France’s centre-left government resorted to extraordinary measures to push a new attack on workers through parliament last week.
Economy minister Emmanuel Macron’s “bill for growth” involves over 100 measures to erode workers’ rights to boost bosses’ profits.
These include increasing Sunday working, making it easier to lay off staff and reducing bosses’ obligations to workers when they close down workplaces.
Macron told the media that unemployed people should expect to “fight” to get work.
The law has bitterly divided the Labour-type Socialist Party and its allies.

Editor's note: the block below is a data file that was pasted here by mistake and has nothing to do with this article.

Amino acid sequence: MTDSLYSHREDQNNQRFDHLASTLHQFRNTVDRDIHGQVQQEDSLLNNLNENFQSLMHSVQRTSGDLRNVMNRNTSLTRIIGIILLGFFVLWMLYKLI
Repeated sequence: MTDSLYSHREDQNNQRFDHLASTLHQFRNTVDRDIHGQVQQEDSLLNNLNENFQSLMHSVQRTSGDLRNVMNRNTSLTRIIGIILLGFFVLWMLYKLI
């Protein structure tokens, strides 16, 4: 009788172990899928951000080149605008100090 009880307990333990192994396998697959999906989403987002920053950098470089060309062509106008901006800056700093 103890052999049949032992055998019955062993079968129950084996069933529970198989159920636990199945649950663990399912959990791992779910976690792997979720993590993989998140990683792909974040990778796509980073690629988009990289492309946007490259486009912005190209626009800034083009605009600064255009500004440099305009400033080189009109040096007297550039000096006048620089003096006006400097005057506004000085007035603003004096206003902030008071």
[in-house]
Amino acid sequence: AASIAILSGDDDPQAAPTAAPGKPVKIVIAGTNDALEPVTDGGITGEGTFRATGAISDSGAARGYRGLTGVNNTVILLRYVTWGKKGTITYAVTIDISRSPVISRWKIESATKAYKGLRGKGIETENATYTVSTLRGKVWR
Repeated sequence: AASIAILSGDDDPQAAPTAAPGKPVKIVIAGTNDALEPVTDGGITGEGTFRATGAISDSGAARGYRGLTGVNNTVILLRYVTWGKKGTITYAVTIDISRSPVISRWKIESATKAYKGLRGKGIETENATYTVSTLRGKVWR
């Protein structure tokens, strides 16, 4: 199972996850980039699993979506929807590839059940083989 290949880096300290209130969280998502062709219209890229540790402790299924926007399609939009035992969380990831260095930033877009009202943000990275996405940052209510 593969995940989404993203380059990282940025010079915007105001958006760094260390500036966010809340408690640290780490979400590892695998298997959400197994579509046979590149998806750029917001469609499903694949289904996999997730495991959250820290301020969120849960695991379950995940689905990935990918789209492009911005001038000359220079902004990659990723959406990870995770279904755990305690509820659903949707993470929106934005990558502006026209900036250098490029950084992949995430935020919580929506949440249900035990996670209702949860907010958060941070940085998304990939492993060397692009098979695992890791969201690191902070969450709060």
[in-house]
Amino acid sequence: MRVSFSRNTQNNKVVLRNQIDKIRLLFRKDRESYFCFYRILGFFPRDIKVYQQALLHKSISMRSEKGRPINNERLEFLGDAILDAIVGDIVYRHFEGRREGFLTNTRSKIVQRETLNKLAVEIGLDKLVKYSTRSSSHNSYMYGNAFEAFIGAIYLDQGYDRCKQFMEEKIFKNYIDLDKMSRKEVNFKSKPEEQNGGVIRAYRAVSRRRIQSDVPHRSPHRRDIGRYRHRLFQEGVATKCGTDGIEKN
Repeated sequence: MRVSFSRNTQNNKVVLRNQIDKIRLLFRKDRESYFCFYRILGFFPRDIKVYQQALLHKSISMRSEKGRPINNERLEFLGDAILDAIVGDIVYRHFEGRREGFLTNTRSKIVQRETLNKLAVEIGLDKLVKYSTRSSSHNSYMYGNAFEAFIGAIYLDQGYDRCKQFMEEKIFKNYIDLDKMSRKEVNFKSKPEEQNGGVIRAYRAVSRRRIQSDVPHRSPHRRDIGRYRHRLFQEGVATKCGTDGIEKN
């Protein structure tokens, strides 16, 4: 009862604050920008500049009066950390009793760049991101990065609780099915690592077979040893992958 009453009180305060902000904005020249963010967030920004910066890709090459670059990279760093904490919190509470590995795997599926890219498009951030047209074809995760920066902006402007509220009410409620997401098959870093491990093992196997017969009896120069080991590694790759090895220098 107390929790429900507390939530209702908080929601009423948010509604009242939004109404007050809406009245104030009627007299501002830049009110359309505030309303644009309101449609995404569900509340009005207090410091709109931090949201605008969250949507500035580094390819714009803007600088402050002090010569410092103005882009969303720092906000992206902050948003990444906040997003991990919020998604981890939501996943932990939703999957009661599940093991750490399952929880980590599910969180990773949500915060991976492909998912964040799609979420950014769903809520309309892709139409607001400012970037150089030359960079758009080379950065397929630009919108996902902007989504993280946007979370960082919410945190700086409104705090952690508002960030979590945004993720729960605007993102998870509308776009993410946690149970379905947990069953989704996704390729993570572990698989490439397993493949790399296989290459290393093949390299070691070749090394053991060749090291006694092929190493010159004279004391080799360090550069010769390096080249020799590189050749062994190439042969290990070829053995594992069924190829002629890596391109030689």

So prime minister Manuel Valls used a measure in the French constitution that allows the government to avoid a vote in parliament on a law.
Only a motion of censure that could bring the government down can block it.
The Tory opposition put forward such a motion, but other than six MPs from the Front de Gauche, none of the government’s left critics voted with them.
Three union federations called a general strike against austerity—including measures in Macron’s bill—on Thursday 9 April. A fourth was considering joining them.
But the biggest federations refuse to come out against the “pact of responsibility” Hollande signed with top bosses in 2013.